The Met to Open INTERWOVEN GLOBE Textile Exhibit Today
Interwoven Globe: The Worldwide Textile Trade, 1500-1800 is the first major exhibition to explore the international transmittal of design from the 16th to the early 19th century through the medium of textiles. It will highlight an important design story that has never before been told from a truly global perspective. Beginning in the 16th century, the golden age of European maritime navigation in search of spice routes to the east brought about the flowering of an abundant textile trade, causing a breathtaking variety of textiles in a multiplicity of designs and techniques to travel across the globe. Textiles, which often acted as direct currency for spices and other goods, made their way from India and Asia to Europe, between India and Asia and Southeast Asia, from Europe to the east, and eventually to the west to North and South America. Trade textiles blended the traditional designs, skills, and tastes of all of the cultures that produced them, resulting in objects that are both intrinsically beautiful and historically fascinating.
The exhibition is made possible by The Andrew W. Mellon Foundation, the Diane W. and James E. Burke Fund, The Coby Foundation, Ltd., The Favrot Fund, the Gail and Parker Gilbert Fund, and the Quinque Foundation.
While previous studies have focused on this story from the viewpoint of trade, Interwoven Globe is the first exhibition to explore it as a history of design-and to approach it from a perspective that emphasizes the beauty and sophistication of these often overlooked objects. It will explore the interrelationship of textiles, commerce, and taste from the Age of Discovery to the 19th century. From India and its renowned, ancient mastery of painted and dyed cotton to the sumptuous silks of China and Japan, Turkey and Iran, the paths of influence are traced westward to Europe and the Americas. Shaped by an emerging worldwide visual culture, the resulting fashion for the "exotic" in textiles, as well as in other goods and art forms, gave rise to what can be recognized as the first truly global style.
Interwoven Globe will feature 134 works, about two-thirds of which are drawn from the Metropolitan Museum's own rich, encyclopedic collection. These objects will be augmented by important domestic and international loans in order to make worldwide visual connections. Works from the Metropolitan will come from the following departments: American Decorative Arts, Asian Art, Islamic Art, European Sculpture and Decorative Arts, The Costume Institute, European Paintings, Drawings and Prints, and Arts of Africa, Oceania, and the Americas. They will include numerous flat textiles (lengths of fabric, curtains, wall hangings, bedcovers,) tapestries, costumes, church vestments, pieces of seating furniture, and paintings and drawings.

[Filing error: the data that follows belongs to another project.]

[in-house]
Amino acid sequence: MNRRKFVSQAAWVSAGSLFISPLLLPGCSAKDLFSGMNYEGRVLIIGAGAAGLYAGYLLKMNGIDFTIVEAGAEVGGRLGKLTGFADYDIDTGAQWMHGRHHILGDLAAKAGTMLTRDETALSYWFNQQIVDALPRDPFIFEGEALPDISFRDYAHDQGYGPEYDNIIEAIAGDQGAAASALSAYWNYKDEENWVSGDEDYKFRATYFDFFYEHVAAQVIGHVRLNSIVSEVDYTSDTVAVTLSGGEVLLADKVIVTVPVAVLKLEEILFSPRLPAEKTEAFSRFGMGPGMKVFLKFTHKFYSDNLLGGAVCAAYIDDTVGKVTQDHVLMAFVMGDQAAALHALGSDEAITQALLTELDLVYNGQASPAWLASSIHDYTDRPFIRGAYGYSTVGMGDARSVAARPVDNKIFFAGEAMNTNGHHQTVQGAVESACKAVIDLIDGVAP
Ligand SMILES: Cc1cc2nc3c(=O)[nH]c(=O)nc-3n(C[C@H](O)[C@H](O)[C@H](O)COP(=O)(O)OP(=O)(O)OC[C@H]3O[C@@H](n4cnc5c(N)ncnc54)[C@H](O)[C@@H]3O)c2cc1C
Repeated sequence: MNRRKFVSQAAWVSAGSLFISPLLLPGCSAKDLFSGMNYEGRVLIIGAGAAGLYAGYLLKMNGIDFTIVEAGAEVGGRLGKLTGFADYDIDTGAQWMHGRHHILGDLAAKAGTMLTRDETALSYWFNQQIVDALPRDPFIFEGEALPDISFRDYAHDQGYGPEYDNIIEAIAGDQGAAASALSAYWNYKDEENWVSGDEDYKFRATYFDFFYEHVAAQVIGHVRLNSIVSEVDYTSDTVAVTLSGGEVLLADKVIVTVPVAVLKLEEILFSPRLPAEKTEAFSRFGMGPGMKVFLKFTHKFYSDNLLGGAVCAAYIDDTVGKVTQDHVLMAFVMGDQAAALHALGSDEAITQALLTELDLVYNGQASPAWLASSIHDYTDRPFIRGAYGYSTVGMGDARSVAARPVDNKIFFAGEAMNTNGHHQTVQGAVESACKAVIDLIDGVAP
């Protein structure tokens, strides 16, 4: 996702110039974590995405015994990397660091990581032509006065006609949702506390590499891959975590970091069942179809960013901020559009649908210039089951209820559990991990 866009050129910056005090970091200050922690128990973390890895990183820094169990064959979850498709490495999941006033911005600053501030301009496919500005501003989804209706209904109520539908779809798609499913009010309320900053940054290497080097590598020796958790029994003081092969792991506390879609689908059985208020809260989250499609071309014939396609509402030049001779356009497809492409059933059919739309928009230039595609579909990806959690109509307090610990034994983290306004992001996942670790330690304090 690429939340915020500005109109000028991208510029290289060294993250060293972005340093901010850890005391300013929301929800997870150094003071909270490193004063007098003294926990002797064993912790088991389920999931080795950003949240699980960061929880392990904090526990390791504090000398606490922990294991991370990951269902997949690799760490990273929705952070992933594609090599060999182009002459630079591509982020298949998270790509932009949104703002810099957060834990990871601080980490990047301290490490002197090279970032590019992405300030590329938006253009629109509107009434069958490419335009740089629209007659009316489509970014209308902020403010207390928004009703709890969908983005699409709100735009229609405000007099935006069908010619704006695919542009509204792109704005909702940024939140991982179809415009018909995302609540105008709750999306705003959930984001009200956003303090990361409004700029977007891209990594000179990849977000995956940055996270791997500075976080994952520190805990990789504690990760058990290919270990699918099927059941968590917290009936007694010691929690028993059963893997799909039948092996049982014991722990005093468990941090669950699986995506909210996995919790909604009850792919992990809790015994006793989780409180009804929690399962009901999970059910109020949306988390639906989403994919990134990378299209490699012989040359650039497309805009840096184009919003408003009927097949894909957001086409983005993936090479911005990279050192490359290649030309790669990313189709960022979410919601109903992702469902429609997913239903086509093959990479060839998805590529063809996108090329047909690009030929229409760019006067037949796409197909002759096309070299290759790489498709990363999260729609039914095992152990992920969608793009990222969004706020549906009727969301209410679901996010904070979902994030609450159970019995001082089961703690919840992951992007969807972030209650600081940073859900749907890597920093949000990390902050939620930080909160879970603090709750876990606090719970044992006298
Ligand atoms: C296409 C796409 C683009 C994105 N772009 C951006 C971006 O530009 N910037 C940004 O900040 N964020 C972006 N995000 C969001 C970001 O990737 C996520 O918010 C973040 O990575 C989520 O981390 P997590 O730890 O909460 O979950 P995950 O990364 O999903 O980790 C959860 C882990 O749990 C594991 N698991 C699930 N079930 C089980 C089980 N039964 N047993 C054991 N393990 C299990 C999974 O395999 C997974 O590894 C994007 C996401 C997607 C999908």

The exhibition will be divided into nine galleries, some organized by geography and others by theme. It will begin with the Portuguese maritime expansion and the new textile trade they developed with China and India. Portuguese merchants recognized the superior skills of the Chinese and Indian textile workers and introduced them to European imagery so that they could create products that could be sold to a European market.
In addition to Portugal, Spain was one of the first European nations to master the ability to navigate the Atlantic Ocean and colonize the New World. By the 16th century, Spain controlled vast areas of South America. Works in this section will include tapestries made with traditional Andean materials and techniques, and will demonstrate South America as a rich source of natural dyes that were also traded around the world.
The exhibition will then move to Chinese production for East and West and the Japanese taste for imported textiles, and will feature the types of luxurious embroidered hangings and bedcovers that wealthy Europeans coveted. Indian textiles will be represented by spectacular 17th- and 18th-century painted and dyed cotton bedcovers and hangings called palampores. Colorful and dyefast Indian cottons became so popular in Europe that in England and France, fearing that the imports would damage domestic production, Indian fabrics were barred from domestic importation during the early 18th century and printed imitations began to be produced instead.
Luxurious textiles were always prized by the elites of the Catholic Church and were used in other religious settings as well. A section devoted to trade textiles in religious contexts will show the various types-European, Ottoman, Indian, Chinese-used to create an impressive aura of ecclesiastical authority and enrich the material culture of religious practices.